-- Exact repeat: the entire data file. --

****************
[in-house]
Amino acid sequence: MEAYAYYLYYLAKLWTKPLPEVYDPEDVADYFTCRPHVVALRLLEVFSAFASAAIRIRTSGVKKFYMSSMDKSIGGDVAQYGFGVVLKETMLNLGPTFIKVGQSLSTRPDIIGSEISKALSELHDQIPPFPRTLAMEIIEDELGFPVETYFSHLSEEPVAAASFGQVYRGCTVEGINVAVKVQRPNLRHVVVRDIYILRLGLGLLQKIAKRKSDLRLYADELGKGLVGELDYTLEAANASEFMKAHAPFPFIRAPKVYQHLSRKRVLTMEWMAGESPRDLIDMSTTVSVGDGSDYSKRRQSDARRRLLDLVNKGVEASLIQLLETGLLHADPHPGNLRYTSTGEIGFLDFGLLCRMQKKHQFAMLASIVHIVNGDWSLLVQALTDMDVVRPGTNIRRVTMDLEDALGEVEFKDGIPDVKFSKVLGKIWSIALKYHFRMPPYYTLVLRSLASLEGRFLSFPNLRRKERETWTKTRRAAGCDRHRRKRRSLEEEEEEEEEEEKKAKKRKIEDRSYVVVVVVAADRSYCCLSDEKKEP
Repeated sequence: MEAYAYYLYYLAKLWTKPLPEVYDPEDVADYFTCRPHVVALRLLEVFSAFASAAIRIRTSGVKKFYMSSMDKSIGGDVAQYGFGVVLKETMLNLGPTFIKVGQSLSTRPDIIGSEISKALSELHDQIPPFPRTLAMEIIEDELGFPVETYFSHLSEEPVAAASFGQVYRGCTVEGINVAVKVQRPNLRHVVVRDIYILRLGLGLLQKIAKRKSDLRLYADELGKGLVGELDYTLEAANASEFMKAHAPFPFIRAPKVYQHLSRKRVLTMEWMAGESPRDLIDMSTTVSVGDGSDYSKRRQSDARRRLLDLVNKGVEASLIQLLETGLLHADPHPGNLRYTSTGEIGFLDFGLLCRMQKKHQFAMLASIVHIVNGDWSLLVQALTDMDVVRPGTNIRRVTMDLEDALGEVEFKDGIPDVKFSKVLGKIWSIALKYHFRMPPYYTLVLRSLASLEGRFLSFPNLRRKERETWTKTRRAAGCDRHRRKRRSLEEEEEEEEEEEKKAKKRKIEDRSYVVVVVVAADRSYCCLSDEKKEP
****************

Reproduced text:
[in-house]
Amino acid sequence: MEAYAYYLYYLAKLWTKPLPEVYDPEDVADYFTCRPHVVALRLLEVFSAFASAAIRIRTSGVKKFYMSSMDKSIGGDVAQYGFGVVLKETMLNLGPTFIKVGQSLSTRPDIIGSEISKALSELHDQIPPFPRTLAMEIIEDELGFPVETYFSHLSEEPVAAASFGQVYRGCTVEGINVAVKVQRPNLRHVVVRDIYILRLGLGLLQKIAKRKSDLRLYADELGKGLVGELDYTLEAANASEFMKAHAPFPFIRAPKVYQHLSRKRVLTMEWMAGESPRDLIDMSTTVSVGDGSDYSKRRQSDARRRLLDLVNKGVEASLIQLLETGLLHADPHPGNLRYTSTGEIGFLDFGLLCRMQKKHQFAMLASIVHIVNGDWSLLVQALTDMDVVRPGTNIRRVTMDLEDALGEVEFKDGIPDVKFSKVLGKIWSIALKYHFRMPPYYTLVLRSLASLEGRFLSFPNLRRKERETWTKTRRAAGCDRHRRKRRSLEEEEEEEEEEEKKAKKRKIEDRSYVVVVVVAADRSYCCLSDEKKEP
Repeated sequence: MEAYAYYLYYLAKLWTKPLPEVYDPEDVADYFTCRPHVVALRLLEVFSAFASAAIRIRTSGVKKFYMSSMDKSIGGDVAQYGFGVVLKETMLNLGPTFIKVGQSLSTRPDIIGSEISKALSELHDQIPPFPRTLAMEIIEDELGFPVETYFSHLSEEPVAAASFGQVYRGCTVEGINVAVKVQRPNLRHVVVRDIYILRLGLGLLQKIAKRKSDLRLYADELGKGLVGELDYTLEAANASEFMKAHAPFPFIRAPKVYQHLSRKRVLTMEWMAGESPRDLIDMSTTVSVGDGSDYSKRRQSDARRRLLDLVNKGVEASLIQLLETGLLHADPHPGNLRYTSTGEIGFLDFGLLCRMQKKHQFAMLASIVHIVNGDWSLLVQALTDMDVVRPGTNIRRVTMDLEDALGEVEFKDGIPDVKFSKVLGKIWSIALKYHFRMPPYYTLVLRSLASLEGRFLSFPNLRRKERETWTKTRRAAGCDRHRRKRRSLEEEEEEEEEEEKKAKKRKIEDRSYVVVVVVAADRSYCCLSDEKKEP